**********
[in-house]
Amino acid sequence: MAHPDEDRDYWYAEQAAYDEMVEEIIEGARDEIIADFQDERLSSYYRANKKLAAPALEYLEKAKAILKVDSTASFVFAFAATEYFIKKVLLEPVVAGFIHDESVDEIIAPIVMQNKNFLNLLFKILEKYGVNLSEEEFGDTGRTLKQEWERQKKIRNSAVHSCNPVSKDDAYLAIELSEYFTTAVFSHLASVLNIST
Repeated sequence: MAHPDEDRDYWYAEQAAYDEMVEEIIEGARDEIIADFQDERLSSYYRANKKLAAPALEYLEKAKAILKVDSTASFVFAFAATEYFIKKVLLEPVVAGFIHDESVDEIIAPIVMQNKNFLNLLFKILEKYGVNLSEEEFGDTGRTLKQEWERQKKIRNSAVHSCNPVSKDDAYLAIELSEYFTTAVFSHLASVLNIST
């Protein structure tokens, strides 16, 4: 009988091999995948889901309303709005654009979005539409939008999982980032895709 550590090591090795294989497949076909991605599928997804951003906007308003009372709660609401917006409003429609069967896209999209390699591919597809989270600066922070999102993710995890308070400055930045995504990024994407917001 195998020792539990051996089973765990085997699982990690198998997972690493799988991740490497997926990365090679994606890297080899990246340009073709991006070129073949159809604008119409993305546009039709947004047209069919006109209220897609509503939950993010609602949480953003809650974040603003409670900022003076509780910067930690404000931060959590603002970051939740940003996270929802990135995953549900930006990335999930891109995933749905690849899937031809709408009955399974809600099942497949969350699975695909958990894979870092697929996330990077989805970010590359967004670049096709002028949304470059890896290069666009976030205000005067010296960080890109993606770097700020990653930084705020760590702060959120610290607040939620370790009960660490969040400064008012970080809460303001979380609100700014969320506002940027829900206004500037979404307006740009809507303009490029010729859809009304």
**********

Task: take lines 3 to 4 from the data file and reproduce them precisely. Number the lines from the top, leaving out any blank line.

Repeated sequence: MAHPDEDRDYWYAEQAAYDEMVEEIIEGARDEIIADFQDERLSSYYRANKKLAAPALEYLEKAKAILKVDSTASFVFAFAATEYFIKKVLLEPVVAGFIHDESVDEIIAPIVMQNKNFLNLLFKILEKYGVNLSEEEFGDTGRTLKQEWERQKKIRNSAVHSCNPVSKDDAYLAIELSEYFTTAVFSHLASVLNIST
């Protein structure tokens, strides 16, 4: 009988091999995948889901309303709005654009979005539409939008999982980032895709 550590090591090795294989497949076909991605599928997804951003906007308003009372709660609401917006409003429609069967896209999209390699591919597809989270600066922070999102993710995890308070400055930045995504990024994407917001 195998020792539990051996089973765990085997699982990690198998997972690493799988991740490497997926990365090679994606890297080899990246340009073709991006070129073949159809604008119409993305546009039709947004047209069919006109209220897609509503939950993010609602949480953003809650974040603003409670900022003076509780910067930690404000931060959590603002970051939740940003996270929802990135995953549900930006990335999930891109995933749905690849899937031809709408009955399974809600099942497949969350699975695909958990894979870092697929996330990077989805970010590359967004670049096709002028949304470059890896290069666009976030205000005067010296960080890109993606770097700020990653930084705020760590702060959120610290607040939620370790009960660490969040400064008012970080809460303001979380609100700014969320506002940027829900206004500037979404307006740009809507303009490029010729859809009304």